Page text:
Technology with attitude

E-Skin Detects and Responds to Touch, First Step in Creating Wearable Computers

Optical image of flexible and stretchable thin film transistor array covering a baseball shows the mechanical robustness of this backplane material for future plastic electronic devices.
Optical image of flexible and stretchable thin film transistor array covering a baseball shows the mechanical robustness of this backplane material for future plastic electronic devices.

Imprinting electronic circuitry on backplanes that are both flexible and stretchable promises to revolutionize a number of industries and make “smart devices” nearly ubiquitous. After that bionic temporary tattoo, now an early prototype of the electronic skin is coming from the labs of the California University.

Berkeley Lab researchers have developed a promising new inexpensive technique for fabricating large-scale flexible and stretchable circuit boards using semiconductor-enriched carbon nanotube solutions. To demonstrate the utility of their backplanes, the researchers constructed a flexible and stretchable artificial electronic skin (e-skin) capable of detecting and responding to touch.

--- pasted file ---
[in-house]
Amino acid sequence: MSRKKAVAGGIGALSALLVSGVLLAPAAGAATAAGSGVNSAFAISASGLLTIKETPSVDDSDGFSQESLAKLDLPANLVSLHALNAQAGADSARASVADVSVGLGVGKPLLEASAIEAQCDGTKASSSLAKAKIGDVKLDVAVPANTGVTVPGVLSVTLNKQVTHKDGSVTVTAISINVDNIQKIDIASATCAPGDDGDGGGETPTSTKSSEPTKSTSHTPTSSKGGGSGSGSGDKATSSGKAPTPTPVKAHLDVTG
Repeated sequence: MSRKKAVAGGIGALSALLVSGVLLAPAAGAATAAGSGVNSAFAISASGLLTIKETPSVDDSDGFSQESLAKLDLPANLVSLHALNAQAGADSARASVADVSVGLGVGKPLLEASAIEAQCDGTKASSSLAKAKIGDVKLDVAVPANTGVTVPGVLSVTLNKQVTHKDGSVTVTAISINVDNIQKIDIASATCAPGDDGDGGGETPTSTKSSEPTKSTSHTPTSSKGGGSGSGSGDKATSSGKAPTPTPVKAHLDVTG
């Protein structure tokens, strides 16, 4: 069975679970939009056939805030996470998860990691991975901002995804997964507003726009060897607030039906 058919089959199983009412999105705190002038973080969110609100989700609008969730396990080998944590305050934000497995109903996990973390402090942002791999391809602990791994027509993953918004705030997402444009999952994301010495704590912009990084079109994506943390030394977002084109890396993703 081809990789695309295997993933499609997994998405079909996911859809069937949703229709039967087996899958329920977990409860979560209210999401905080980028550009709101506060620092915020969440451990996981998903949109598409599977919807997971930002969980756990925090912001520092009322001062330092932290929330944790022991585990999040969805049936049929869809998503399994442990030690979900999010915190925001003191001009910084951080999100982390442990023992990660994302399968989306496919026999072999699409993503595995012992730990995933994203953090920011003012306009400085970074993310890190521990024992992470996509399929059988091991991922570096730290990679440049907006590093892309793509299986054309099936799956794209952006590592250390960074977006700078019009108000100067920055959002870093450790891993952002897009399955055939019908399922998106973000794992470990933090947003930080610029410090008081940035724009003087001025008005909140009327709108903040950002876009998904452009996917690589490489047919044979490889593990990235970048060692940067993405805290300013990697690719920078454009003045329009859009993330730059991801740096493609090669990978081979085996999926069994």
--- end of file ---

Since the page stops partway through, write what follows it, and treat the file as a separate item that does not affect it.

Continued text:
In the future the device might be functioning as an intelligent bandage that tells a doctor when it needs changing, or if the wound is infected. Or it can be a pacemaker that is a piece of electronic skin that wraps around the heart. An intelligent label could tell us if food is spoiled, and flexible solar cells could turn any surface, e.g. your car into a power source.

(From left) Kuniharu Takei, Toshitake Takahashi and Ali Javey at the microscope electric probe station used to characterize flexible and stretchable backplanes for e-skin and other electronic devices. (Photo by Roy Kaltschmidt, Berkeley Lab)
(From left) Kuniharu Takei, Toshitake Takahashi and Ali Javey at the microscope electric probe station used to characterize flexible and stretchable backplanes for e-skin and other electronic devices.Photo by Roy Kaltschmidt, Berkeley Lab

“This technology, in combination with inkjet printing of metal contacts, should provide lithography-free fabrication of low-cost flexible and stretchable electronics in the future.” says Ali Javey, a professor of electrical engineering and computer science at the University of California.

For much more information about this project, visit newscenter.lbl.gov.

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